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Posted on Jun 21, 2022 in Blog, International, Writing

Honoring the Old and the New: The 2022 We Are Kid Lit Reading List

Honoring the Old and the New: The 2022 We Are Kid Lit Reading List

The 2022 We Are Kid Lit Summer Reading List is out! While it’s appearing later in the summer than our previous lists, it’s worth the wait — our most robust list yet! This year’s list features board books, picture books, early readers/chapter books, middle grade, and young adult. There’s fiction, nonfiction, and poetry in a wide variety of genres, and coloring and activity books to keep hands moving and minds at peace. (In fact, one of the titles in the YA section is Ricardo Levins Morales’s Color for Justice, Color for Calm, with activities that can be downloaded for free.) In all, the list contains 28 books for the youngest readers, 18 first chapter books, 21 middle grade books, and 13 books for teens. Focusing on BIPOC creators and stories, these books portray protagonists from a variety of cultures and intersectional experiences, including LGBTQ+ kids and families, diverse religions, and characters with disabilities. The 2022 collective that assembled and annotated the list, available here, consists of teachers, librarians, and writers Sam Bloom, Edith Campbell, Sujei Lugo Vázquez, and me.

Besides its size, the most unusual feature of this list is our effort to honor older classics and books by creators who we’ve lost in the past two years. The period between 2020 and now has been a difficult one for book creators, and we looked for works by those who are no longer with us — George Ancona, Eloise Greenfield, bell hooks, Jerry Pinkney, Bernette Ford, Ashley Bryan, and Floyd Cooper. Some of the books we included, such as Eliose Greenfield’s Alaina and the Great Play and Unspeakable: The Tulsa Race Massacre, written by Carole Boston Weatherford and illustrated by Floyd Cooper, were their creators’ last works. Others, like Ashley Bryan’s Words to My Life’s Song, are classic titles that deserve to be remembered and appreciated forever.

We were glad to see the republication of other classic titles from the 1990s and 2000s, some of them in new formats. bell hooks’s Be Boy Buzz and John Steptoe’s Baby Says are now available in sturdy board book editions. We Need Diverse Books was involved in the 2021 republication in paperback of Cynthia Leitich Smith’s groundbreaking picture book from 2000, Jingle Dancer, illustrated by Cornelius van Wright and Ying-Hwa Hu. The new edition contains updated text and expanded backmatter. Among our oldest titles are Angela Johnson’s Mama Birds, Baby Birds, a picture book from 1994 illustrated by Rhonda Mitchell; I Want to Be, by Thylias Moss and illustrated by Jerry Pinkney, from 1993; and Hakim Adi’s nonfiction book African Migrations from 1994. About a third of the books on the list are from 2021.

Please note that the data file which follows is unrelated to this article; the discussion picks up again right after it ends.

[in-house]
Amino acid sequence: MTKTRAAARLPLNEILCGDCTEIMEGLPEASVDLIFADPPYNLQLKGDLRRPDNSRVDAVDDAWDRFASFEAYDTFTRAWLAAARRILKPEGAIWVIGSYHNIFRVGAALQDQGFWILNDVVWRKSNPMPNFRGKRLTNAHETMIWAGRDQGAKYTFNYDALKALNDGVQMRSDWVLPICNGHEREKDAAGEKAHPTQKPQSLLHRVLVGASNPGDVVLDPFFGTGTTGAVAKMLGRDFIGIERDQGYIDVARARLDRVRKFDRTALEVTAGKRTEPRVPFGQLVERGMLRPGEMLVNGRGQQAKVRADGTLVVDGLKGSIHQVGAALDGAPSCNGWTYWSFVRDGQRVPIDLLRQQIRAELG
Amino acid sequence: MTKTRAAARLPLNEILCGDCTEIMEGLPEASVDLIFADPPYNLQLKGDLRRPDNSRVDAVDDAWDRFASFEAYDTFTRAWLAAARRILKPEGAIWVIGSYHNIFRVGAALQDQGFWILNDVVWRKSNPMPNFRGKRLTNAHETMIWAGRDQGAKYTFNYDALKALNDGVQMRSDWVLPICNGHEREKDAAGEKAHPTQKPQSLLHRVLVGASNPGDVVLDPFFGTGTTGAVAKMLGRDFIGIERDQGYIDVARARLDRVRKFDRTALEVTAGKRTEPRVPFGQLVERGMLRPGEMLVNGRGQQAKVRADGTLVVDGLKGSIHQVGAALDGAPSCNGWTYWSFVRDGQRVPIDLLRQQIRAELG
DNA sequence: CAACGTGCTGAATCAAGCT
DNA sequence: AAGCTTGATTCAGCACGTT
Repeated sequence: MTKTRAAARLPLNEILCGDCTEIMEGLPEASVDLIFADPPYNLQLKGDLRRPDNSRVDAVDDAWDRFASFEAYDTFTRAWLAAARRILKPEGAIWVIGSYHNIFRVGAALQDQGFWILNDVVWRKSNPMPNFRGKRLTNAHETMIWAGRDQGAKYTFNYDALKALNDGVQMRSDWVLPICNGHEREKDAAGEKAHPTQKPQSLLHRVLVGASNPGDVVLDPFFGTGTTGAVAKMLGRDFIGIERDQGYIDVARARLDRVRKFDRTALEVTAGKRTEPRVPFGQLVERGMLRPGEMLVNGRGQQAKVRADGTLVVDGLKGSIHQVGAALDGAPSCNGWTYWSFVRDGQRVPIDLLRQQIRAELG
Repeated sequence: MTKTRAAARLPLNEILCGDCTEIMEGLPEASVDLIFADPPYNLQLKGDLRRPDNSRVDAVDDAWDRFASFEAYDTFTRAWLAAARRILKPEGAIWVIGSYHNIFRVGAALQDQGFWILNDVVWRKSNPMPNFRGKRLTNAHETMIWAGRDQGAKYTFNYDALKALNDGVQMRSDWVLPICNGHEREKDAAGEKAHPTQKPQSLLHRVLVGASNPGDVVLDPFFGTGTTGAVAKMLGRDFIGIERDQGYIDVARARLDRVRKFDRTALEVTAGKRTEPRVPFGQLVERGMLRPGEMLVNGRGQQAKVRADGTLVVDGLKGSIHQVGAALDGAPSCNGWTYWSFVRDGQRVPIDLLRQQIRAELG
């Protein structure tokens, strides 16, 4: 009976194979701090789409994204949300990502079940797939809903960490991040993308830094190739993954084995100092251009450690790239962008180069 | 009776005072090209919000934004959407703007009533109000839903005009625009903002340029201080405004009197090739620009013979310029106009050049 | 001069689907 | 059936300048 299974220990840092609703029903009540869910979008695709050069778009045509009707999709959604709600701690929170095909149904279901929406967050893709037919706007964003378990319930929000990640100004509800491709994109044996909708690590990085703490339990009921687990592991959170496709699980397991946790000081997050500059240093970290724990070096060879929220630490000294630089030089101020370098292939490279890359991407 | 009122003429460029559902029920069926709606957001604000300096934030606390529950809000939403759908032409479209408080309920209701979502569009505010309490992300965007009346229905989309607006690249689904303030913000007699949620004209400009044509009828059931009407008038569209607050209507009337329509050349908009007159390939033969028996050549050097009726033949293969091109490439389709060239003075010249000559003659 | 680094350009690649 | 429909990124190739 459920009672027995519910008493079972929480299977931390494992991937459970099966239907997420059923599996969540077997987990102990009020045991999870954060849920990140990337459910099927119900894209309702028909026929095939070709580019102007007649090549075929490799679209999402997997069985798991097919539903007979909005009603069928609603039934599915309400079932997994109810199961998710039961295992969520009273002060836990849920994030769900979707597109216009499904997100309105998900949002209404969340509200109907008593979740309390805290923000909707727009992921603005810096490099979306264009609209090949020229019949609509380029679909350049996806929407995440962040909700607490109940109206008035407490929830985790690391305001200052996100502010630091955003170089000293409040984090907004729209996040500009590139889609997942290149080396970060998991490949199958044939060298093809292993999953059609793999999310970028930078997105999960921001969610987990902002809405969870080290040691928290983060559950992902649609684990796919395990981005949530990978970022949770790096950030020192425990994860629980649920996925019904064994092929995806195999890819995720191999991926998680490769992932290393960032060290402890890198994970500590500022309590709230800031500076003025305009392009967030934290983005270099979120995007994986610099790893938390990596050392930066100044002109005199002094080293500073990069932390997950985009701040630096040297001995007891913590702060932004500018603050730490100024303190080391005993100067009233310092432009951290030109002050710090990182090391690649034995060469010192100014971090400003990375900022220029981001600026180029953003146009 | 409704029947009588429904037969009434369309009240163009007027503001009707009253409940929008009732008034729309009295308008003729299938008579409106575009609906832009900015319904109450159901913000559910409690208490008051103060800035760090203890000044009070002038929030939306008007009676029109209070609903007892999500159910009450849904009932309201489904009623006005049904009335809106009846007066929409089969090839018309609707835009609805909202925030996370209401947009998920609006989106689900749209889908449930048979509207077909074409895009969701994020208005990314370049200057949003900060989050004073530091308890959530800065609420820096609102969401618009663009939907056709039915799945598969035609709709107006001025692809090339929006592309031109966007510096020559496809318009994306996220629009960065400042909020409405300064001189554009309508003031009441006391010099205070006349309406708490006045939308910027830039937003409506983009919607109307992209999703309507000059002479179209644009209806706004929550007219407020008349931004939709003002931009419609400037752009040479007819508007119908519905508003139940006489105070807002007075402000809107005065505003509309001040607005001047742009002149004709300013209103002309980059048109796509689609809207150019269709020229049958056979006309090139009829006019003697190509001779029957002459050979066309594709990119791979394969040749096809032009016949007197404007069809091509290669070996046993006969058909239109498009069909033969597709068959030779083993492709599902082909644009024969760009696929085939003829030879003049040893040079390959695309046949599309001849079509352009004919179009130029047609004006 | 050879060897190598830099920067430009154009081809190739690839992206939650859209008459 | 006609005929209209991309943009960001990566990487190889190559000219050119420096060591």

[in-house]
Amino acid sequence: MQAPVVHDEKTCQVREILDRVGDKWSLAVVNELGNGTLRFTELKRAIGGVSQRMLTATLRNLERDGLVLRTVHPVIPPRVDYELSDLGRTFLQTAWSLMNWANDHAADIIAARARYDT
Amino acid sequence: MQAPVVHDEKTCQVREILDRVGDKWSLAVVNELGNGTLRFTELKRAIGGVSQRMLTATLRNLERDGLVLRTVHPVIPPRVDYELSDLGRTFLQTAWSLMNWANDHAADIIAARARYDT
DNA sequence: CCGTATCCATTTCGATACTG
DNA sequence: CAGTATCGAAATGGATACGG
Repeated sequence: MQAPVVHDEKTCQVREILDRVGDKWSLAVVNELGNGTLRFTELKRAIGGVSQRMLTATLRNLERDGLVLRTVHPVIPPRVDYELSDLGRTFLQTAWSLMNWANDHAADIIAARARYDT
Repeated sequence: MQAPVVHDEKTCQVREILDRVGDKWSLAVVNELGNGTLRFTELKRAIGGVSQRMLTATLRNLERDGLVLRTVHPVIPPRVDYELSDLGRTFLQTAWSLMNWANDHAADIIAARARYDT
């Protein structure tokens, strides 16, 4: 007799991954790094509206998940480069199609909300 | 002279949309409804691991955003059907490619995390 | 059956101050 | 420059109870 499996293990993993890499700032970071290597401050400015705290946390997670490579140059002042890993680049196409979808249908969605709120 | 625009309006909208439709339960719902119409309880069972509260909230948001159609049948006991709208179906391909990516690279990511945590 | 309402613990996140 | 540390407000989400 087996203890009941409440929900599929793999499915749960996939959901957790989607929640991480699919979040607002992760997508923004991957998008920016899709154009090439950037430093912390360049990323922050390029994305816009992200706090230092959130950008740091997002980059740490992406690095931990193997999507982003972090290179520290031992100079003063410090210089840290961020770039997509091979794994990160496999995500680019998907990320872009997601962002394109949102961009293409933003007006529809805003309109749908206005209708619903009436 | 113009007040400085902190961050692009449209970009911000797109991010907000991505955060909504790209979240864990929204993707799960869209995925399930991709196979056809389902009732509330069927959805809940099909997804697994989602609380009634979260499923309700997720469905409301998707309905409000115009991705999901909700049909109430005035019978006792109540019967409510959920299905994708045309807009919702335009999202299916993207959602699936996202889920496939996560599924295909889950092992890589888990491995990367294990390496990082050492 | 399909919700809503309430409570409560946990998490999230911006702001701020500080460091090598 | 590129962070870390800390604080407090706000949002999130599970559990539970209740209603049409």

We have always sought to include books from smaller publishers and self-published books, a way that this list has distinguished itself over the years. We cast a wide net and are not limited by books with big names on the covers and big marketing budgets to go along with them. When we choose books written by well-known figures in the wider culture, such as hip hop artist Lil Nas X or actor and activist George Takei, the quality of the book comes first. Our books also explore life beyond the borders of the United States and Canada, with translated books such as the collection of poems from the great indigenous poet from Guatemala Humberto Ak’abal, Aquí era el paraíso: Selección de poemas de Humberto Ak’abal/Here Was Paradise: Selected Poems of Humberto Ak’abal, illustrated by Amelia Lau Carling and translated by Hugh Hazelton.

With such a large list, there are many books for children and families to choose from! We hope you enjoy your summer reading and continue into the next school year!

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